An exemplary system includes a sensor to receive signals transmitted through air (e.g., the sensor 114 of FIG. 1), a computer to receive information from the sensor, an operating system for operating the computer, a hierarchy of graphical user interfaces wherein at least some graphical user interfaces allow for selection of visual media content and initiating actions for display of selected visual media content and at least some graphical user interfaces allow for selection of audio media content and initiating actions for play of selected audio media content (e.g., the graphical user interfaces 300, 400, 500, 600, 700 and 1000) and wherein reception of a signal by the sensor causes the computer to call for display of an exemplary context menu on a graphical user interface wherein the context menu comprises options for actions associated with more than one of the graphical user interfaces. While various examples refer to media content context menus, other examples may include “context” menus for non-media content items.
Exemplary Computing Environment
The various examples may be implemented in different computer environments. The computer environment shown in FIG. 11 is only one example of a computer environment and is not intended to suggest any limitation as to the scope of use or functionality of the computer and network architectures suitable for use. Neither should the computer environment be interpreted as having any dependency or requirement relating to any one or combination of components illustrated in the example computer environment.
FIG. 11 illustrates an example of a suitable computing system environment 1100 on which various exemplary methods may be implemented. Various exemplary devices or systems may include any of the features of the exemplary environment 1100. The The computing system environment 1100 is only one example of a suitable computing environment and is not intended to suggest any limitation as to the scope of use or functionality of the invention. Neither should the computing environment 1100 be interpreted as having any dependency or requirement relating to any one or combination of components illustrated in the exemplary operating environment 1100.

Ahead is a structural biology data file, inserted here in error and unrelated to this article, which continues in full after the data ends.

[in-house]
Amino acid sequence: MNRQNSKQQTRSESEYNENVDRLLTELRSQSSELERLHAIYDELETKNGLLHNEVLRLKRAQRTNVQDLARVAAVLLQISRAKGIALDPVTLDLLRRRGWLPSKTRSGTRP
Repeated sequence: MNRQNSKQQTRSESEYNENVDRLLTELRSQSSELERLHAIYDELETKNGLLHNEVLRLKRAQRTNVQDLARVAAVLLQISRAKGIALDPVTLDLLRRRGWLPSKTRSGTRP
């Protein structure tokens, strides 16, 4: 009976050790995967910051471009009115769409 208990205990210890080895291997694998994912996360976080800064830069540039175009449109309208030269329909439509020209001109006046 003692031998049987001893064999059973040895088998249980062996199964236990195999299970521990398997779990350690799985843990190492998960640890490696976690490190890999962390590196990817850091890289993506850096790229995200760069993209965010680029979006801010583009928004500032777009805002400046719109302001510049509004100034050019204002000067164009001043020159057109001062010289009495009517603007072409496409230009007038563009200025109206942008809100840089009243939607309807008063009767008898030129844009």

Various exemplary methods are operational with numerous other general purpose or special purpose computing system environments or configurations. Examples of well known computing systems, environments, and/or configurations that may be suitable for implementation or use include, but are not limited to, personal computers, server computers, hand-held or laptop devices, multiprocessor systems, microprocessor-based systems, set top boxes, programmable consumer electronics, network PCs, minicomputers, mainframe computers, distributed computing environments that include any of the above systems or devices, and the like. For example, the exemplary context 100 of FIG. 1 may use a remote computer to generate information for display of a UI wherein the displayed UI operates in conjunction with a remote control or other input device.
Various exemplary methods, applications, etc., may be described in the general context of computer-executable instructions, such as program modules, being executed by a computer. Generally, program modules include routines, programs, objects, components, data structures, etc., that perform particular tasks or implement particular abstract data types. Various exemplary methods may also be practiced in distributed computing environments where tasks are performed by remote processing devices that are linked through a communications network or other communication (e.g., infrared, etc.). In a distributed computing environment, program modules may be located in both local and remote computer storage media including memory storage devices.